By Melba Hughes and Keith Meyer
With public company board diversity currently a topic of national—and international—conversation, we asked three African American board members to share their experiences. We asked, what is unique about the African American board experience? Despite having differing vantage points, the directors echoed similar themes.
Of course, the first challenge for diverse, aspiring directors is to be selected to fill a board role. Kimberly Chainey, executive vice president, chief legal secretary, and corporate secretary at Aptar, joined the board of optical devices maker NeoPhotonics in March 2021. As she points out, “Boards should have a standard process for selecting directors. Finding the right director may require more than the social networks of existing board members. A robust process will find a well-qualified black woman general counsel [like me] with global regulatory and connected device experience, who knows communications technologies and lasers.”
However, the board’s—and the director’s—work does not end once a diverse director is chosen. “If you will be the first or only [diverse person] on a board, you have to be purposeful,” said Chainey. “I am a big believer that you can’t shy away from those boards. Most of us have been the first or only throughout our careers.”
Michael Millegan, a former telecommunications president and founder of MAG 3 who serves as a director for Axis Capital Holdings, Portland General Electric, and Wireless Telecom Group, agrees but said it can be isolating. “Have you seen the advertisement where one African American lady sits in front of an interview panel of 15 white men? Why does she have a problem? I think I have answered your question.”
To make an impact on any board, directors of all backgrounds may wish to keep the below experiences of African American directors in mind.
THE LIKE-MINDED PERSPECTIVE
All three leaders pointed to new perspectives and the potential for change as the primary impact of boardroom diversity, and they called themselves change agents. “I am going to throw a curveball at you now,” said Millegan. “Besides church on Sunday, boardrooms may be the most segregated places in America. The boardroom has a lot of like-minded people around the table. But my whole life has been as an agent of change. We call these OFIs, Opportunities for Improvement. Everything in the world I know can be improved, so let’s get it done.”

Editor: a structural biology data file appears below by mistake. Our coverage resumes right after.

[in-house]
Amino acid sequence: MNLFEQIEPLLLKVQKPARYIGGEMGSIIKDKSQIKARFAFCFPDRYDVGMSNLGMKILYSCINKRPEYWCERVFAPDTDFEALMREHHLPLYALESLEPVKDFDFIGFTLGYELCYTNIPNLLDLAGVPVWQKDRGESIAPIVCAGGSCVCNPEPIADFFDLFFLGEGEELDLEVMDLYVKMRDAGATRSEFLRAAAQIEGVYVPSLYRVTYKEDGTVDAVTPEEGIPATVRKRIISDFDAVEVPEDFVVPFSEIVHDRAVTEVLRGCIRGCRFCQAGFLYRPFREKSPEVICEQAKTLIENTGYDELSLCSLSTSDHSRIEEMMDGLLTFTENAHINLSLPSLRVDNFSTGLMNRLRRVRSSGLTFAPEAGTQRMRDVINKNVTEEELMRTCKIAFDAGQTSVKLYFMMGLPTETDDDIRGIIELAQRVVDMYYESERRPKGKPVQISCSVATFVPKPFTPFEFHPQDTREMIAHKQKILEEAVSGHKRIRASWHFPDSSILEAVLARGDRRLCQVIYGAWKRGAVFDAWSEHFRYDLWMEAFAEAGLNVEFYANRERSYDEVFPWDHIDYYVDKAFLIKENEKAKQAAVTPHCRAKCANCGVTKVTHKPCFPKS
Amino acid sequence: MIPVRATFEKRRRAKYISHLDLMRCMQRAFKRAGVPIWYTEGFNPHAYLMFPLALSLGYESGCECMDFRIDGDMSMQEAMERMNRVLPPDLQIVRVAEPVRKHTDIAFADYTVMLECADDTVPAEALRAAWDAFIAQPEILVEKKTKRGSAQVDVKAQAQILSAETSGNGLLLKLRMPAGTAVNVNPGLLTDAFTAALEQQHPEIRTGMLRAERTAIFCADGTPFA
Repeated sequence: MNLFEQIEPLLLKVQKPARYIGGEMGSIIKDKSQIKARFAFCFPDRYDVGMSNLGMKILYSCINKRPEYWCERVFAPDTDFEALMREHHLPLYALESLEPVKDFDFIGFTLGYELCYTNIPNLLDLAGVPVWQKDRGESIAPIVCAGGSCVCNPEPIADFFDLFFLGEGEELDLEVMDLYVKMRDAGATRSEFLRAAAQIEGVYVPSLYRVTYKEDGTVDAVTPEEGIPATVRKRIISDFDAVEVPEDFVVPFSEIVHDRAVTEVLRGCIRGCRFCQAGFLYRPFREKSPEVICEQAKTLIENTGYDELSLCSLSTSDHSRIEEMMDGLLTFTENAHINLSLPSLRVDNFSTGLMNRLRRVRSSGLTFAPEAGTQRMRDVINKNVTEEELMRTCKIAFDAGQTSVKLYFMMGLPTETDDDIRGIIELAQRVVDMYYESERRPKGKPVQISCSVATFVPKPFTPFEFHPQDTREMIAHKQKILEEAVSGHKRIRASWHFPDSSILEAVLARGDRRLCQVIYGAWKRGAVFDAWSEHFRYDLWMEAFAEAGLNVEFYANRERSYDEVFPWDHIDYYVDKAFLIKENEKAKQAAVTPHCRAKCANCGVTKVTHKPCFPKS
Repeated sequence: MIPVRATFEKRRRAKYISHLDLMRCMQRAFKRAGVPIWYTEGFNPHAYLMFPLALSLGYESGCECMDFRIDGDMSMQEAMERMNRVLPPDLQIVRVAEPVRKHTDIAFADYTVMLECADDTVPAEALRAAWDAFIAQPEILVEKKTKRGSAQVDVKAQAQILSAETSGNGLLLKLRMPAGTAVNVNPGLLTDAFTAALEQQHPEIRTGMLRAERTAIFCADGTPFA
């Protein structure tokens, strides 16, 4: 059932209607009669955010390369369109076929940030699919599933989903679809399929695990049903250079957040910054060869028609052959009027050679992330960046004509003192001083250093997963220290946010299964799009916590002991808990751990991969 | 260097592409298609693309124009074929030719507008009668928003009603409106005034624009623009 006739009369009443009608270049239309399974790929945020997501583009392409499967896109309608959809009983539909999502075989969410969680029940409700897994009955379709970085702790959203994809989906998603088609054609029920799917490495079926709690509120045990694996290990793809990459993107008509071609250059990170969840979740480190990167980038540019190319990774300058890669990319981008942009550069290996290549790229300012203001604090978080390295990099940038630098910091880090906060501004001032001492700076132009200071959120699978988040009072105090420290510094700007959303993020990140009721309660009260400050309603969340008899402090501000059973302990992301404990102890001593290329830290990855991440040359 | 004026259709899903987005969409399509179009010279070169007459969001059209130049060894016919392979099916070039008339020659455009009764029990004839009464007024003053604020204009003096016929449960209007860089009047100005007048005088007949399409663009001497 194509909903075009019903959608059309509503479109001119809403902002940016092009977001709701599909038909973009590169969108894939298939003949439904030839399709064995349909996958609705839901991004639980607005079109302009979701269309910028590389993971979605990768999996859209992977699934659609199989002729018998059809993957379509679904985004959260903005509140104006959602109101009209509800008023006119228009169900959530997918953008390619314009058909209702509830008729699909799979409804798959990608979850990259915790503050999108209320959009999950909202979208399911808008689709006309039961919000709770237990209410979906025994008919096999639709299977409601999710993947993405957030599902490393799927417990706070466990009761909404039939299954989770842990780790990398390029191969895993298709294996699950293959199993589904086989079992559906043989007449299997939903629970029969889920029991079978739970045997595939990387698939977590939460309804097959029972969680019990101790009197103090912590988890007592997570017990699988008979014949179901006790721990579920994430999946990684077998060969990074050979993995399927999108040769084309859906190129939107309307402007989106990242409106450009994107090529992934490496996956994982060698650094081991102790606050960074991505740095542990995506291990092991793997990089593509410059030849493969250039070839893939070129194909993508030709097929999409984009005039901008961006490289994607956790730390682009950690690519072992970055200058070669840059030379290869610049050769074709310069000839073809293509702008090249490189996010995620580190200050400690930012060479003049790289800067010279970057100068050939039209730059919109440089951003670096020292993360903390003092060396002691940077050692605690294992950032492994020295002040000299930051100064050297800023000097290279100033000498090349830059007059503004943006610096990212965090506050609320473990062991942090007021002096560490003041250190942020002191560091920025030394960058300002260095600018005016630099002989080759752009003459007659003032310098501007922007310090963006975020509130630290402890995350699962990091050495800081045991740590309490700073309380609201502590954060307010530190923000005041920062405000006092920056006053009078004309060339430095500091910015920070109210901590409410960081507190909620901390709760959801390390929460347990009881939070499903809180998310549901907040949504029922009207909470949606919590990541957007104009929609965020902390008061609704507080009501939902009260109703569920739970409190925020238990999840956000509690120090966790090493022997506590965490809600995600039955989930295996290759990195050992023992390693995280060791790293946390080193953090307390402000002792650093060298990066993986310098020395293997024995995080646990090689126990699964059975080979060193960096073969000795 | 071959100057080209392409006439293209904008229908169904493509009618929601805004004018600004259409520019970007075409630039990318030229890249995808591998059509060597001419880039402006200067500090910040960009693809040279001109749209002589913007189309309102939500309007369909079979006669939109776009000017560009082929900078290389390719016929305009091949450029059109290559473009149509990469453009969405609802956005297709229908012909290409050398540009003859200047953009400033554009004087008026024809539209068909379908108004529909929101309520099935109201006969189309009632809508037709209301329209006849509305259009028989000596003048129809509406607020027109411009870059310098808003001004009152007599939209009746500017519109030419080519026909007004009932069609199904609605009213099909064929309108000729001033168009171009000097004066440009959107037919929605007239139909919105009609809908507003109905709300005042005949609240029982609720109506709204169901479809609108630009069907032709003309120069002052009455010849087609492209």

Paul Williams, a former partner of and current advisor to Allegis Partners, was elected to his first board in 2003 while serving as chief legal officer at Cardinal Health. “I was the board’s only racial diversity at that point,” he said, “Yet, I felt comfortable being an agent of change. The CEO respected the fact that I candidly broached the issue of diversity within the management team. I was not confrontational but told him privately—and at full board meetings—that I thought it was important to move towards having a more diverse management team.”
Years later, Williams became the lead independent director of that board. “Across my seven boards, I have never felt that my influence was adversely impacted by my status as a person of color,” Williams said.
The directors also emphasized attention to boardroom behavioral norms. These, of course, apply to all directors, but African American directors may feel them more keenly. “Be sensitive to how often you speak, and the tone used,” said Williams. “There is one racial dynamic that is not limited to the boardroom context. As a black male, when I disagree with people, I never should become angry or intimidating. That is something any tall black man would tell you. As for me, I am not a threatening person.”
Millegan focuses on relationship building. “The board is composed of all-stars. So, I call a few directors before and after each board meeting to stay aligned in my thinking on board matters and to hear feedback. It also gives the dialogue a chance to breathe, beyond the regular board meetings.”
These directors report no signs of marginalization. “You can have any conversation with the right time, place, and tone,” said Chainey. “In the boardroom, it is a conversation among equals. Leave your ego at the door.”